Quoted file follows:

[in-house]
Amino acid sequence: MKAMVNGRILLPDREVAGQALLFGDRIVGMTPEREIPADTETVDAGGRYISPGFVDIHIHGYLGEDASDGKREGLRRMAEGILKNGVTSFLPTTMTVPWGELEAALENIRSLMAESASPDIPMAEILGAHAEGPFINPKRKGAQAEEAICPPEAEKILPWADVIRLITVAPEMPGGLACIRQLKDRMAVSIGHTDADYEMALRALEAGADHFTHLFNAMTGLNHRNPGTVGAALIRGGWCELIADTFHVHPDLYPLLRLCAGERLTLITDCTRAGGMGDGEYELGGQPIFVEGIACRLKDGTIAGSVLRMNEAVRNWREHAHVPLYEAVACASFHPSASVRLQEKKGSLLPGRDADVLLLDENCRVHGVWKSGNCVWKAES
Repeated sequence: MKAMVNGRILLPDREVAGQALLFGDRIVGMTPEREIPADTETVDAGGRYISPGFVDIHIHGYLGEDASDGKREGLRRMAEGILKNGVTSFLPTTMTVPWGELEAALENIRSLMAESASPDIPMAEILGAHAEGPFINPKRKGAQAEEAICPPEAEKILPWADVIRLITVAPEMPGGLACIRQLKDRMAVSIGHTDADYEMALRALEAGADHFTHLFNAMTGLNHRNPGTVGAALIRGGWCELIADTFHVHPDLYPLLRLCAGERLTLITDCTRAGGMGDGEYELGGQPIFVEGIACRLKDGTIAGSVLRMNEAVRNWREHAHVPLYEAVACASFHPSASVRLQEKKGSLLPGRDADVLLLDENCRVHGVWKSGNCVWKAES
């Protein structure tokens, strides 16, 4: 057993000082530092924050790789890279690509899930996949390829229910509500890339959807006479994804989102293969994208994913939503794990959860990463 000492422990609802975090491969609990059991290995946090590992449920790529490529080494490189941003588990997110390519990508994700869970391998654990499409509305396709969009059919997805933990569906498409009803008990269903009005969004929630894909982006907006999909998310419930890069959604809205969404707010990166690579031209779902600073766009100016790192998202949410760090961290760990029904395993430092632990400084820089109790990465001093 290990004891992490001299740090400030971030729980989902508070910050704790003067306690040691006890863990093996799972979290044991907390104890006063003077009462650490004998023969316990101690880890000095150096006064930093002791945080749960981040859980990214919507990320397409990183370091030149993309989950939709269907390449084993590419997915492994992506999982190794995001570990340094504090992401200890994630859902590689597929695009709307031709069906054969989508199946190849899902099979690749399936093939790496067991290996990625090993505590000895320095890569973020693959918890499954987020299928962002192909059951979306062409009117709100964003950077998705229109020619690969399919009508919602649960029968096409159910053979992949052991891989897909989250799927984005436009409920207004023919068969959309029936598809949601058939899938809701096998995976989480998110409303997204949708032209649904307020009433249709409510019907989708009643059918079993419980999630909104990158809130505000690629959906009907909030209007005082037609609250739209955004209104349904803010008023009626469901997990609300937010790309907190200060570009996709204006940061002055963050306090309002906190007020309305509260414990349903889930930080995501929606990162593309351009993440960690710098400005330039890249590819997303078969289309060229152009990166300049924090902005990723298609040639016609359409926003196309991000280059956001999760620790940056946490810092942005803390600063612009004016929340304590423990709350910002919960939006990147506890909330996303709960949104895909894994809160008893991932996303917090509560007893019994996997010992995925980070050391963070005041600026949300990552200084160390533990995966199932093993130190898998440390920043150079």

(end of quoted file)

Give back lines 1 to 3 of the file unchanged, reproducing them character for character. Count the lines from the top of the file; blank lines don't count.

[in-house]
Amino acid sequence: MKAMVNGRILLPDREVAGQALLFGDRIVGMTPEREIPADTETVDAGGRYISPGFVDIHIHGYLGEDASDGKREGLRRMAEGILKNGVTSFLPTTMTVPWGELEAALENIRSLMAESASPDIPMAEILGAHAEGPFINPKRKGAQAEEAICPPEAEKILPWADVIRLITVAPEMPGGLACIRQLKDRMAVSIGHTDADYEMALRALEAGADHFTHLFNAMTGLNHRNPGTVGAALIRGGWCELIADTFHVHPDLYPLLRLCAGERLTLITDCTRAGGMGDGEYELGGQPIFVEGIACRLKDGTIAGSVLRMNEAVRNWREHAHVPLYEAVACASFHPSASVRLQEKKGSLLPGRDADVLLLDENCRVHGVWKSGNCVWKAES
Repeated sequence: MKAMVNGRILLPDREVAGQALLFGDRIVGMTPEREIPADTETVDAGGRYISPGFVDIHIHGYLGEDASDGKREGLRRMAEGILKNGVTSFLPTTMTVPWGELEAALENIRSLMAESASPDIPMAEILGAHAEGPFINPKRKGAQAEEAICPPEAEKILPWADVIRLITVAPEMPGGLACIRQLKDRMAVSIGHTDADYEMALRALEAGADHFTHLFNAMTGLNHRNPGTVGAALIRGGWCELIADTFHVHPDLYPLLRLCAGERLTLITDCTRAGGMGDGEYELGGQPIFVEGIACRLKDGTIAGSVLRMNEAVRNWREHAHVPLYEAVACASFHPSASVRLQEKKGSLLPGRDADVLLLDENCRVHGVWKSGNCVWKAES